Despite the overwhelming support for these reasonable proposals, a minority in the Senate blocked these commonsense measures—and it is now clearer than ever that change will not come unless the American people demand it from their lawmakers.  Now is the time to do the right thing for our children, our communities, and the country we love.  We owe the victims of heartbreaking national tragedies and the countless unheralded tragedies each year nothing less than our best effort—to seek consensus in order to save lives and ensure a brighter future for our children.

Thank you, again, for writing.  I encourage you to visitwww.WhiteHouse.gov/NowIsTheTime to learn more about my Administration’s approach.



Sincerely,


Barack Obama


Visit WhiteHouse.gov

Monday, September 9, 2013

A Blessing for Your Day: Good News from Christianity

Here is a small, traditional blessing to give you some spiritual uplift today:
God bless you and keep you.
God's face shine upon you and be gracious to you.
God look upon you with favor and give you peace.  
Wishing you well in whatever you face today.

If you like what you read here, you can support this blog (don't let me go it alone here): You can order a copy of the children's book Michael and the New Baby directly from Old Line Publishing at: http://www.oldlinepublishing.com/bookstore-marketplace/children-s-books/michael-and-the-new-baby/




Toyota Yaris Clock Stops: What to Do When Time Stands Still

I have provided several informational posts about various aspects of the Toyota Yaris, which I own and love. At the post about resetting the Toyota Yaris clock, I received a question about fixing the Yaris clock when it stops working. I "Googled it" and came up with the following answer.

When the clock stops, or in the case of one Toyota Corolla owner, when both the clock and radio ceased functioning, here is what was recommended that one seek to fix. Small note of caution: check your owner's manual for the location of the Yaris fuse box. I imagine it is the same as the Corolla, but to be honest I haven't gone out to check this morning.

Look beneath the steering wheel for the drop down fuse box. The fuses themselves are labeled on the inside of the lid. Replace the fuse in question and check the results. There may be some extra fuses in the box, but you should pick up some more yourself.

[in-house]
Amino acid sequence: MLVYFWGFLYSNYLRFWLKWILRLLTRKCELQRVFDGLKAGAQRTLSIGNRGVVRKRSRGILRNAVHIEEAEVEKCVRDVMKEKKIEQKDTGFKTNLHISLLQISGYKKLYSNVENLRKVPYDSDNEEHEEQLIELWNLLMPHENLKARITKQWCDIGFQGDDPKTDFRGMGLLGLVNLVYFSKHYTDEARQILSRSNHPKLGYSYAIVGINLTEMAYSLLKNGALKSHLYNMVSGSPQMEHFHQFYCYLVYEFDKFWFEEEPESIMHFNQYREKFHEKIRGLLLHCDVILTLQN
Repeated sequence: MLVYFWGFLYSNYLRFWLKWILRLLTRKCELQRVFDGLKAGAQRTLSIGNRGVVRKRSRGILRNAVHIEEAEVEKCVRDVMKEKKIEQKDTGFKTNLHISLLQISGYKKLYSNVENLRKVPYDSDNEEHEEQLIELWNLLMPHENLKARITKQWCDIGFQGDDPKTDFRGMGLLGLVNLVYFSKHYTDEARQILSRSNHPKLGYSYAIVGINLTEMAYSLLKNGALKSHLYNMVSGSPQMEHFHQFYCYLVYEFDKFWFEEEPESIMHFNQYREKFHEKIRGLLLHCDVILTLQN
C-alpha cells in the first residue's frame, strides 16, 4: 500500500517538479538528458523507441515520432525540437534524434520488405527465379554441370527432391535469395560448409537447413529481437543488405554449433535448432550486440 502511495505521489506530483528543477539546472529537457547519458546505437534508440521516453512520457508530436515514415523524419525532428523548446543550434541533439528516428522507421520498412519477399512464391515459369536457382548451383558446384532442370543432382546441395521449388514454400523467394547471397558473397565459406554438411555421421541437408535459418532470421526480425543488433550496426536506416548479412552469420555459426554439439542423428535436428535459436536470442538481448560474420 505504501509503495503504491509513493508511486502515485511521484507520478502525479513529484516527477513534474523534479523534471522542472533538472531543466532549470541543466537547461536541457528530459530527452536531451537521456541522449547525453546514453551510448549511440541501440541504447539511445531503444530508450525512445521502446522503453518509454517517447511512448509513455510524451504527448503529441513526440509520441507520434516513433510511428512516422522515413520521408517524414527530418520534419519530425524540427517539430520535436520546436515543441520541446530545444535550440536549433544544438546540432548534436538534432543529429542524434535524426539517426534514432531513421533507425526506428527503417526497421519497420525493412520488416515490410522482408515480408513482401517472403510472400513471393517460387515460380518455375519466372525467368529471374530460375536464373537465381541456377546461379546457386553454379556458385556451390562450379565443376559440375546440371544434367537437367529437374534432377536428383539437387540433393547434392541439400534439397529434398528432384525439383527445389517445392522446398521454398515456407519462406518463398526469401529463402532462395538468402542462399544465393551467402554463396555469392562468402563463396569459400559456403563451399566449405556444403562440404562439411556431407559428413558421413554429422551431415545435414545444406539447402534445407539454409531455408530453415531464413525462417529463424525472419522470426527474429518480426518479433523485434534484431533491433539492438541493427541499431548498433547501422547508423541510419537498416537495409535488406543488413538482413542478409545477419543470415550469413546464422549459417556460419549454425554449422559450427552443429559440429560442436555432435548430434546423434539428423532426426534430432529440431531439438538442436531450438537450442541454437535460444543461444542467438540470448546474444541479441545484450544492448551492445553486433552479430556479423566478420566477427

For more on this issue, see the Toyota Owner's Club Forum. The posting I referenced is: http://www.toyotaownersclub.com/forums/topic/4950-radioclock-not-working/

Good luck and happy motoring.

For more on the Yaris, see: http://jsbrookspresents.blogspot.com/2011/05/resetting-clock-on-your-toyota-yaris.html
http://jsbrookspresents.blogspot.com/2010/08/turning-off-2009-toyota-yaris.html
and
http://jsbrookspresents.blogspot.com/2013/04/toyota-yaris-finding-your-jack-and-tire.html

If you like what you read here, you can support this blog (don't let me go it alone here): You can order a copy of the children's book Michael and the New Baby directly from Old Line Publishing at: http://www.oldlinepublishing.com/bookstore-marketplace/children-s-books/michael-and-the-new-baby/




Sunday, September 8, 2013

Seeing the Minotaur 5 Rocket Take LADEE to Space

On September 6, 2013, NASA launched the LADEE space probe to the moon from the Wallops Island launch site in Virginia. NASA stated the rocket launch would take place at 11:27 PM and that the rocket would be visible in our area one minute later.

As luck would have it, I had put the finishing touches on Sunday's sermon by then and was ready to go see if the Minotaur V would make the projected appearance. I almost missed the chance when, for reasons unknown, I got it in my head the launch was at 11:35 PM. A quick check with NASA's Facebook post corrected me and my wife and I made it outside at exactly 11:27 PM. Sure enough, one minute later, trending a little from south to north, but heading most distinctly east, came an elongated red light moving silently through the starry night sky. That was the Minotaur's flaming engine in action as the craft headed away from us over the Atlantic Ocean. It was quite a sight. As quickly as it had come, it was gone. But it was an exciting sight to see. I'd hoped to see the classic arching streak in the heavens, but it was too long after launch for that.

The Minotaur V is an Air Force rocket that was being managed by Orbital Sciences.

If all goes well, LADEE will have two missions. The first will be to examine what is believed to be a trace atmosphere on the moon that raises enough dust to create the familiar streaks of light we see in at sunset and that Apollo astronauts were surprised to see at lunar sunset. The second mission will be to experiment with laser communication between the robot and earth. If it works, that system will provide a high speed, high data rate communication system that may allow future astronauts to operator robot avatars on a planet's surface while they remain snug in their orbiting spacecraft.

Courtesy of NASA

If you like what you read here, you can support this blog (don't let me go it alone here): You can order a copy of the children's book Michael and the New Baby directly from Old Line Publishing at: http://www.oldlinepublishing.com/bookstore-marketplace/children-s-books/michael-and-the-new-baby/